Next entry: Bush Can't Provide Proof To Support His Jobs Claim
A White House “Adept at Revenge”
Others who have fallen out of favor over Iraq include former economic adviser Lawrence Lindsey, retired Marine Gen. Anthony Zinni and former Army chief of staff Gen. Eric Shinseki. All voiced concerns about either the expense or number of troops needed to occupy Iraq. All were treated dismissively by the White House. All are gone, but their estimates proved accurate.
Former ambassador Joseph C. Wilson IV drew the administration’s wrath by suggesting Bush exaggerated Saddam’s nuclear capabilities. A federal grand jury is investigating whether a White House official illegally disclosed that Wilson’s wife was a CIA officer to get back at him.
On the domestic front, Paul O’Neill was fired as Treasury secretary in December 2002 after publicly questioning the need for additional Bush tax cuts—another core campaign issue for Bush.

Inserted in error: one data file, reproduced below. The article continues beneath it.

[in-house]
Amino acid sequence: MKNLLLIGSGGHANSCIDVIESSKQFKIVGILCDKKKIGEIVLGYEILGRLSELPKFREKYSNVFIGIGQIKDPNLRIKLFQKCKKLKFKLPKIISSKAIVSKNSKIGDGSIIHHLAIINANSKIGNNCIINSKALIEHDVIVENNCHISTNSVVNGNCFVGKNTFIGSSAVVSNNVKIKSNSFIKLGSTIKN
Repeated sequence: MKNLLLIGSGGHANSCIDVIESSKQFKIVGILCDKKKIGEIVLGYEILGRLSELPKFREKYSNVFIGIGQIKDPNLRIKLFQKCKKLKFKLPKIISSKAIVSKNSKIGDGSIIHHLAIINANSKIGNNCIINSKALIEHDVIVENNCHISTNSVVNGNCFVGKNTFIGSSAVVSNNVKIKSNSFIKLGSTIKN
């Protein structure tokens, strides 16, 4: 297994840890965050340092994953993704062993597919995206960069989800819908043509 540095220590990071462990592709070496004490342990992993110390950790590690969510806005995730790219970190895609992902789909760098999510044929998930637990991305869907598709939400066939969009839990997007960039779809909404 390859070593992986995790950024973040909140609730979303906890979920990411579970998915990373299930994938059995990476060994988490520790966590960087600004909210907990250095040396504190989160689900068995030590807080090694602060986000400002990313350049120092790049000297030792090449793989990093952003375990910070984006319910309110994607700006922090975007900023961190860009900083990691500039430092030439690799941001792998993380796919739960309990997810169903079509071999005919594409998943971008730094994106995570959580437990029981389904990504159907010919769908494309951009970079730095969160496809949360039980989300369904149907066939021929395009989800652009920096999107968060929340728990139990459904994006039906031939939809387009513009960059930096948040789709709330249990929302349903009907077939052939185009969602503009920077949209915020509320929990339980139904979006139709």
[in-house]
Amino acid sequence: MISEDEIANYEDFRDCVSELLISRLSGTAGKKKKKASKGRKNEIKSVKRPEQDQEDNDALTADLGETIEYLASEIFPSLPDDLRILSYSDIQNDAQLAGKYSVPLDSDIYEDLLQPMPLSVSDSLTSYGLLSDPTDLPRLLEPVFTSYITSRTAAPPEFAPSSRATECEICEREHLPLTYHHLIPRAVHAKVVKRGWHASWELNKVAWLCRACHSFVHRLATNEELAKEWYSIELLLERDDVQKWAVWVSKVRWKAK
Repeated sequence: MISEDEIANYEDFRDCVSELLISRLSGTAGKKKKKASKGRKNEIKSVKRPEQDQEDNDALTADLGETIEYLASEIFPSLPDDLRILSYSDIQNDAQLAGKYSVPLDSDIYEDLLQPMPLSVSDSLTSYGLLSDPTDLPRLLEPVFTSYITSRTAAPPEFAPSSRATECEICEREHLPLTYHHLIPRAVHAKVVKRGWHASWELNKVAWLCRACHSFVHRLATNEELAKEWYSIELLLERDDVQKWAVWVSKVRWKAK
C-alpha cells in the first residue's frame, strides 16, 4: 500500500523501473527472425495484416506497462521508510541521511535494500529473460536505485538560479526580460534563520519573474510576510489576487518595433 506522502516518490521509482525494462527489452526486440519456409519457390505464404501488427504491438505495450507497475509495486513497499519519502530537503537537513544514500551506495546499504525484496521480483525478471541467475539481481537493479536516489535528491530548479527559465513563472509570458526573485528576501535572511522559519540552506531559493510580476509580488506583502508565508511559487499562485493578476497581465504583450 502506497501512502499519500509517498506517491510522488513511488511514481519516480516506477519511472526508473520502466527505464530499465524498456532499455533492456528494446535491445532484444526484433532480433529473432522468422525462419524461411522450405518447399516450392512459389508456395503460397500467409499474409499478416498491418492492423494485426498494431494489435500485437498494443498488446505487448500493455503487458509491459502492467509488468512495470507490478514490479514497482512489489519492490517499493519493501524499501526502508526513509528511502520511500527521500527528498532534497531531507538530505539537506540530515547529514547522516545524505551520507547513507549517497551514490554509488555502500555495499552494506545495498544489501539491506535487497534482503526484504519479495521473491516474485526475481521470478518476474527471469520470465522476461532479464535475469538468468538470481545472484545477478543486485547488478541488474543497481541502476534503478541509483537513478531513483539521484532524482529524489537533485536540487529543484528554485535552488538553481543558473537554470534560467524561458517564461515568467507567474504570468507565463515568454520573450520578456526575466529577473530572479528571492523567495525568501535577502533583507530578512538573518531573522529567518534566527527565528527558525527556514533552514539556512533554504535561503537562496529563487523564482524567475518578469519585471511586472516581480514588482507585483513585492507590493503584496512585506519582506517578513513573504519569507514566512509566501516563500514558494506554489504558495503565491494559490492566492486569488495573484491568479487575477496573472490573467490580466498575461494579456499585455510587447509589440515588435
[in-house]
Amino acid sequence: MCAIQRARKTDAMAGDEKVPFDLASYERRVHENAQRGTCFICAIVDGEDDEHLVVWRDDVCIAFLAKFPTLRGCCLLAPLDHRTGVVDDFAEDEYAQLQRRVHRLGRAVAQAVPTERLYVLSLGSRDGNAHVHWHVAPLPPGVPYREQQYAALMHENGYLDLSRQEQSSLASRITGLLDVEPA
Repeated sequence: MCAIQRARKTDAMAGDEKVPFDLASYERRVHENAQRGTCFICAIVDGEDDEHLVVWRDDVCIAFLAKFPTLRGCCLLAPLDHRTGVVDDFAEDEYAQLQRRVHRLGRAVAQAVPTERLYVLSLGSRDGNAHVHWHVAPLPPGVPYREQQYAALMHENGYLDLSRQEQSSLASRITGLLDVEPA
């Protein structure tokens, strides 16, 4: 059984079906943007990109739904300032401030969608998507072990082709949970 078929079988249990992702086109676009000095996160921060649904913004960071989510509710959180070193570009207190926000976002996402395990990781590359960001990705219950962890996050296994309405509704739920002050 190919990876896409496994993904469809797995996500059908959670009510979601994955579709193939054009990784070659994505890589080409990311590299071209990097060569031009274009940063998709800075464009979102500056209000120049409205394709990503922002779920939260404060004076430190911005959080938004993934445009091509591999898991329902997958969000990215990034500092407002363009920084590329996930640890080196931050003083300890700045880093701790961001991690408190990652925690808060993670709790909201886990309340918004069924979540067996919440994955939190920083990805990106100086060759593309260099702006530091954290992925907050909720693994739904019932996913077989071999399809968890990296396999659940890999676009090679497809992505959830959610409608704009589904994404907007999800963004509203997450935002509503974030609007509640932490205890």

Administration officials now are waging a behind-the-scenes campaign to discredit Richard Foster, a Medicare accountant who publicly said he was forbidden by his superiors from sharing with Congress a higher—and more accurate—cost estimate for the administration’s Medicare program.
John DiIulio quit as director of Bush’s office of faith-based initiatives in 2002, telling Esquire magazine that “Mayberry Machiavellis” led by Rove were basing policy only on re-election concerns.